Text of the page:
Why is Ashridge Estate under threat?
With more than 30,000 new dwellings planned in the local area over the next 10 years, Ashridge Estate could see upwards of an additional 200,000 visitors each year, placing unprecedented pressure on the estate’s delicate habitats and wildlife.
Monument Drive is where most people start and end their visit to Ashridge. The majority of people come to this area as it is where the only visitor facilities are located, as well as most of the hard-standing and informal grass verge car parking.
However, this area is at the heart of the Special Area of Conservation (SAC), with Monument Drive and the walking routes around it being some of the most vulnerable and highly designated parts of the estate.
The concentration of car parking and visitors in this one area is causing severe damage to the landscape. The volume of feet, tyres, paws and hooves on the same ground is causing the ancient soil and the special biodiversity within it to become worn away.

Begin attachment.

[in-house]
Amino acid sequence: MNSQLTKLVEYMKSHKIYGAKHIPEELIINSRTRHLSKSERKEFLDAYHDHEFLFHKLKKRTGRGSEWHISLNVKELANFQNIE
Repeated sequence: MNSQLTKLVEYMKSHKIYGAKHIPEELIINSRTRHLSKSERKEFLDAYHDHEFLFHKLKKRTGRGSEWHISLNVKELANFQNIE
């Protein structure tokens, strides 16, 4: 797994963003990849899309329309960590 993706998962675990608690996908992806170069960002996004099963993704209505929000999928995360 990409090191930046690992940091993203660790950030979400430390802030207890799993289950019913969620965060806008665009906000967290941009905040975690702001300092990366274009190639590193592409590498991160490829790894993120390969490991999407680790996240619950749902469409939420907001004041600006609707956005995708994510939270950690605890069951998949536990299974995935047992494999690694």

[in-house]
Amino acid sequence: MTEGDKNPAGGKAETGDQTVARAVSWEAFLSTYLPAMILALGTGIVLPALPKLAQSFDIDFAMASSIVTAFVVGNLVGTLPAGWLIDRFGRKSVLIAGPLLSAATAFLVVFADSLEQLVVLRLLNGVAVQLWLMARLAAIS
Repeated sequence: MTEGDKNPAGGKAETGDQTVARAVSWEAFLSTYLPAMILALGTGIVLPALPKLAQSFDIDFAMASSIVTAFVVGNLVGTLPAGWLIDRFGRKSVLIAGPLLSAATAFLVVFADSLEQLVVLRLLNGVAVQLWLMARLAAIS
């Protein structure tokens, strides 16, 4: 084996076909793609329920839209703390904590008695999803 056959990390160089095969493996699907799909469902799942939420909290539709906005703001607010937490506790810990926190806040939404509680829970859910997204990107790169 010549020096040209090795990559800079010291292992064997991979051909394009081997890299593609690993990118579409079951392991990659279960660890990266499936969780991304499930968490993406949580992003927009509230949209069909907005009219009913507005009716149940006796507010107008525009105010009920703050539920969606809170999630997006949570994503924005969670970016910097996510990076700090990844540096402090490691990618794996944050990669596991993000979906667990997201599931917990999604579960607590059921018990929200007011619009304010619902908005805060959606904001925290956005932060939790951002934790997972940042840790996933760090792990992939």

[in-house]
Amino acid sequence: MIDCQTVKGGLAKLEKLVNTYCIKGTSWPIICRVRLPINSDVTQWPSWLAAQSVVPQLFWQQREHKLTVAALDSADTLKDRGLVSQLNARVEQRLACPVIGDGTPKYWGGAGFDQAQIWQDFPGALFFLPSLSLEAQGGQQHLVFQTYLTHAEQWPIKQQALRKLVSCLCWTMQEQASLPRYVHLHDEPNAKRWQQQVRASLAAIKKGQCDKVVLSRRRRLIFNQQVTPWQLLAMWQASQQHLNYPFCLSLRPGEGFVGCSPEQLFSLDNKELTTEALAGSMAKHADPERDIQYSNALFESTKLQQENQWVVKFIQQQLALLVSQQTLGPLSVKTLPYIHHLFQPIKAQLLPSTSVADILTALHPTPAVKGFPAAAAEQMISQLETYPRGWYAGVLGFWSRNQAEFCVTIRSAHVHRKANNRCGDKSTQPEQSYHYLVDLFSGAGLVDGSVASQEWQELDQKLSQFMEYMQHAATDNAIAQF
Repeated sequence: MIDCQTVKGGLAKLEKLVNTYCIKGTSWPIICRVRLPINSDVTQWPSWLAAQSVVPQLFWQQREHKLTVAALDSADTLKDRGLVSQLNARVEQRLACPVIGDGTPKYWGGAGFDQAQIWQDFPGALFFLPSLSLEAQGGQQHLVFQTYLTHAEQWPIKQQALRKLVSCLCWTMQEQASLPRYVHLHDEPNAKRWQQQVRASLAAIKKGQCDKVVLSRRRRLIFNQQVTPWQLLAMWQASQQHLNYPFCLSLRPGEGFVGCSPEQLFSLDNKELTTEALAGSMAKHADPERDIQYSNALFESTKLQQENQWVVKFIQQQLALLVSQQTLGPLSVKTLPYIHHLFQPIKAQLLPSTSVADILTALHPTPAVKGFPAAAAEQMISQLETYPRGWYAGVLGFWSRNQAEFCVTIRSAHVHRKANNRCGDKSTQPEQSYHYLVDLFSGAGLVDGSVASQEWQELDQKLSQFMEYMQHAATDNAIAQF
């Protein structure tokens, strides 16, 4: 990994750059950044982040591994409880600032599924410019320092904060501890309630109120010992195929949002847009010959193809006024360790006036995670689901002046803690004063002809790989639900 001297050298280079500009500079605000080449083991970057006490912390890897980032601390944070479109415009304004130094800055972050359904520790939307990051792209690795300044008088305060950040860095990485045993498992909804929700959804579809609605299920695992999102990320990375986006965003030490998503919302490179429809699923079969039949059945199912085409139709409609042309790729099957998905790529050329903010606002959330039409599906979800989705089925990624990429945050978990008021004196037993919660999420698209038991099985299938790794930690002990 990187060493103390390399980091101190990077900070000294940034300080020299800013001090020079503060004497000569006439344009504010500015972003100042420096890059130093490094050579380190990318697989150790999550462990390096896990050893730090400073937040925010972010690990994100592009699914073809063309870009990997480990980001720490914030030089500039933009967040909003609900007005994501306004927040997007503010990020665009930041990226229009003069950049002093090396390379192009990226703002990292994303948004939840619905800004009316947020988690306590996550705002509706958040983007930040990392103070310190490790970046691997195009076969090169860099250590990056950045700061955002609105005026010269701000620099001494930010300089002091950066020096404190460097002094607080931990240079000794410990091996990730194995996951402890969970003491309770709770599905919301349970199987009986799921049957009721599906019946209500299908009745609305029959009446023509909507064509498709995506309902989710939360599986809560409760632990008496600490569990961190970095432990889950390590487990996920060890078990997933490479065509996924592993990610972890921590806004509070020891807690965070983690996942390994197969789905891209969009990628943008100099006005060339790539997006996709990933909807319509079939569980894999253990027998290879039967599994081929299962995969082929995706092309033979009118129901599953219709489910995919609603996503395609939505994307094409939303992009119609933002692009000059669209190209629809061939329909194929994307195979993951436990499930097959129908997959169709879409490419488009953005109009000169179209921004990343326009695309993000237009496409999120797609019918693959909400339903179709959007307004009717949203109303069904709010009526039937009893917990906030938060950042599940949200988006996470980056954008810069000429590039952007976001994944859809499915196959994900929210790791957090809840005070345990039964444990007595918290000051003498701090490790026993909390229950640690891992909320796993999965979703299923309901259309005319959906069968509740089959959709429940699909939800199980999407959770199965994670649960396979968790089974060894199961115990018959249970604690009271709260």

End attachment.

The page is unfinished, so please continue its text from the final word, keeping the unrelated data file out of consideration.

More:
Wildflowers and special plants are getting trampled and cannot continue to grow year after year. Birds, insects, butterflies, mammals and other wildlife are losing the vital habitats they need to survive.
The current hard-standing car parks are not big enough to carry the weight of visitors who arrive by car, forcing people to park on the badly eroded grass verges along Monument Drive. This is having a detrimental impact on the soil, ancient trees and special habitats in this part of the Special Area of Conservation (SAC).
An ecological report published by Dacorum Borough Council in 2022 showed that damage was widespread across the estate but also concentrated in a number of areas. Here are some examples: